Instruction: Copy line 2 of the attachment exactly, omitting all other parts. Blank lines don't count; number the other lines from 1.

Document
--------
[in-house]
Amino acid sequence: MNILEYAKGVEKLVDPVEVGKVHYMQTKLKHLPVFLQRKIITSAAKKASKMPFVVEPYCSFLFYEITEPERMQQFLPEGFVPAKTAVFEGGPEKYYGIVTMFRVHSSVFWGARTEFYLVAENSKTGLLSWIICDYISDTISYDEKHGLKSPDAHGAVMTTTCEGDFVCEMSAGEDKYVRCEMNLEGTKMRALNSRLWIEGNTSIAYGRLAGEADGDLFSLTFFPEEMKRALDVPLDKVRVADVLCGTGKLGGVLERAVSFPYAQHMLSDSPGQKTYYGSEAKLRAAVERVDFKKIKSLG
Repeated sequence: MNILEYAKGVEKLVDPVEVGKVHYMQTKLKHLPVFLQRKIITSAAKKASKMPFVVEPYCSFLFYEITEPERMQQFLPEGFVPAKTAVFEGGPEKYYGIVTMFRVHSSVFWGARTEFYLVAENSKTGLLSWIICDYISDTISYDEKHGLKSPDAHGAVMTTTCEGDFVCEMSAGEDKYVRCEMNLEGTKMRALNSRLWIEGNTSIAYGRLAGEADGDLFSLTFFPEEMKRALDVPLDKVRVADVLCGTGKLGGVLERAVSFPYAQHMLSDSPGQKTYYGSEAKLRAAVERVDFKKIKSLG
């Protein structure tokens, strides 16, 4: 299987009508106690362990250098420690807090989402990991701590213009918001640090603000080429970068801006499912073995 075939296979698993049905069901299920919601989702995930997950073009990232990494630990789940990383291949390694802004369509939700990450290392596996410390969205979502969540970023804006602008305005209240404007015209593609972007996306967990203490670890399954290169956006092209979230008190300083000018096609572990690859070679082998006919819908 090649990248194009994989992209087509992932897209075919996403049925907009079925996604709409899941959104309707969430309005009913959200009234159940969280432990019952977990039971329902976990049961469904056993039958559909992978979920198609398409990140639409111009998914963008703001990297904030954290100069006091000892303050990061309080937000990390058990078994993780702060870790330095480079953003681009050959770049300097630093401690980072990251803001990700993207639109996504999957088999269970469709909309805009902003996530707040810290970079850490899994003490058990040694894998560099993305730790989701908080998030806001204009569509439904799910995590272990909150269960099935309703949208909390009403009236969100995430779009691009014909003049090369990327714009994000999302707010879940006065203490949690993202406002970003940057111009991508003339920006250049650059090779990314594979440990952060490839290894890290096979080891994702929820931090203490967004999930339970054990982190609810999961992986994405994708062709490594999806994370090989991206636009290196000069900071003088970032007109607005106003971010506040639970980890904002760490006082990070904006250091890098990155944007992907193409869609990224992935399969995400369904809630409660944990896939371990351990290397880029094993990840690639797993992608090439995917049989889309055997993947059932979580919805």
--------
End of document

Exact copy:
Amino acid sequence: MNILEYAKGVEKLVDPVEVGKVHYMQTKLKHLPVFLQRKIITSAAKKASKMPFVVEPYCSFLFYEITEPERMQQFLPEGFVPAKTAVFEGGPEKYYGIVTMFRVHSSVFWGARTEFYLVAENSKTGLLSWIICDYISDTISYDEKHGLKSPDAHGAVMTTTCEGDFVCEMSAGEDKYVRCEMNLEGTKMRALNSRLWIEGNTSIAYGRLAGEADGDLFSLTFFPEEMKRALDVPLDKVRVADVLCGTGKLGGVLERAVSFPYAQHMLSDSPGQKTYYGSEAKLRAAVERVDFKKIKSLG